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|Radiator Efficiency||Radiator Faults||Thermostatic Radiator Valves|
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It is surprising how many different faults radiators and thermostatic radiator valves can suffer from but even more surprising is the fact that the majority of radiator faults can be fixed by just turning the radiator on and setting the thermostatic radiator valve properly. Often referred to as TRVs the purpose of these valves is to enable control of the temperature in individual rooms, turning off the hot water flow when the room reaches the set temperature. If radiators are not fitted with these there is considerable scope to improve the efficiency of the heating system by fitting them. Unless there is a bypass system one radiator, usually the bathroom, should not be fitted with one otherwise when all rooms reach their set temperature the pump will be trying to force water through a blocked system.
The valve is set by turning the control knob to set the desired room temperature. Since rooms can take a long while to reach temperature setting these valves correctly isn't a quick process. The best way is to do it for each room over several days, before adjusting the valve make sure the heating has been on for a few hours to make sure it has stabilised. If the room is too hot screw the valve clockwise one mark and check the temperature again the next day. Unscrew the valve one mark if the room is too cold.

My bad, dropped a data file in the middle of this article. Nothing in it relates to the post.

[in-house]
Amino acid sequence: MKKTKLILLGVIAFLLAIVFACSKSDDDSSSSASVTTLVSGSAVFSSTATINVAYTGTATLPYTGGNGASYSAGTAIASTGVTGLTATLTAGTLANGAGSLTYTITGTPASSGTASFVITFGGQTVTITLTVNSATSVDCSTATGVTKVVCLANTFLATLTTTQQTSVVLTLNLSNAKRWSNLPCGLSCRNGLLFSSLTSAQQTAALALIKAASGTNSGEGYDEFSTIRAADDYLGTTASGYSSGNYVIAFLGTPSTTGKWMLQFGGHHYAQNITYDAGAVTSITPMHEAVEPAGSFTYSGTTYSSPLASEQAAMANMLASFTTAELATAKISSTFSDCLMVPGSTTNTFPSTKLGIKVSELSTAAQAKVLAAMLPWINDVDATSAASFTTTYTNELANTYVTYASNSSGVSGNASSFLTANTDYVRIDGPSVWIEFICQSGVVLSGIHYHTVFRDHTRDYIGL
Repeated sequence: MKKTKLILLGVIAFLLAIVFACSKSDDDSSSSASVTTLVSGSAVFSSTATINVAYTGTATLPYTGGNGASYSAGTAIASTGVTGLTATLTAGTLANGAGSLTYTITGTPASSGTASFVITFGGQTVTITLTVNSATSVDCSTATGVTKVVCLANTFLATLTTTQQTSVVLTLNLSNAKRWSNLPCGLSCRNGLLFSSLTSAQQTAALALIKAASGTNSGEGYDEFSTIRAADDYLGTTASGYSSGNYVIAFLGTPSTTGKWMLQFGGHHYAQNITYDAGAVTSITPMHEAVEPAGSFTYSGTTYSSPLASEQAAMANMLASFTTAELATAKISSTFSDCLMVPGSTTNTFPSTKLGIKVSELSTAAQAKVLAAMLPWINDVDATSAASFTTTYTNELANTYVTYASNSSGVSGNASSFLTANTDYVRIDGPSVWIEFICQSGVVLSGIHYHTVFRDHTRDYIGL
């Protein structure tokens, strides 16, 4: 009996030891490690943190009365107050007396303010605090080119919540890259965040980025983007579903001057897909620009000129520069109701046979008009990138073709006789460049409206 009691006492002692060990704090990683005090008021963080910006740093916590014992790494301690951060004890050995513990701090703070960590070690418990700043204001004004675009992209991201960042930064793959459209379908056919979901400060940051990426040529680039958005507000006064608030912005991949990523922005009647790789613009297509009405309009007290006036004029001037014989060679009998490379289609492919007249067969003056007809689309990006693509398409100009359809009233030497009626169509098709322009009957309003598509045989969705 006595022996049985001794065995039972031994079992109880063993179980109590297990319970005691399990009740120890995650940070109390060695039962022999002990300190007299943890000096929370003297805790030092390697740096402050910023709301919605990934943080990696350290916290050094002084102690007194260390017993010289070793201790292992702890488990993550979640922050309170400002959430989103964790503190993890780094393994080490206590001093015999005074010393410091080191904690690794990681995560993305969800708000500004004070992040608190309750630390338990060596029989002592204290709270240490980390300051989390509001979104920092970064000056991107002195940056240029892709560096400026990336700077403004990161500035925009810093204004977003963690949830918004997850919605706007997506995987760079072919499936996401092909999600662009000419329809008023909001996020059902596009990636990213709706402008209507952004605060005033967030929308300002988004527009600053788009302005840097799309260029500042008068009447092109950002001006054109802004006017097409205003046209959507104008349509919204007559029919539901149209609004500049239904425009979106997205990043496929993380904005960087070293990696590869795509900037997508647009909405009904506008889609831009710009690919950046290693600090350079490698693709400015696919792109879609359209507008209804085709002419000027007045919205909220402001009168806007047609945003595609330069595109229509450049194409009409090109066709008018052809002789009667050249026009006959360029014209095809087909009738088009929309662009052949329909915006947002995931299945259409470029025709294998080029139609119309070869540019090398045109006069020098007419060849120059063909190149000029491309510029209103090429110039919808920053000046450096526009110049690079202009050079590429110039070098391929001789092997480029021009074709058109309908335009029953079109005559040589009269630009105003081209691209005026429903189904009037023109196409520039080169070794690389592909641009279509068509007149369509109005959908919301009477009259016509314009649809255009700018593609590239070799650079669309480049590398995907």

The pictures show a typical thermostatic radiator valve with and without the control mechanism which usually just unscrews. Note the set temperature markings on the control in the top picture. The centre control pin is visible in the lower picture.
The temperature markings on these valves do not represent specific room temperatures because the temperature at which the valve operates depends on the air flow around the valve, the water temperature, the size of the room and the losses through walls, windows, doors, floors and ceilings. It is quite normal to have very different settings for the same temperature in different rooms because of this.
With some types of thermostatic valves opening them fully just means they switch off at a higher temperature rather than being fully open independent of temperature. This can cause a problem when balancing heating systems and it is usually safer to remove the adjustment mechanism when setting up and balancing the system.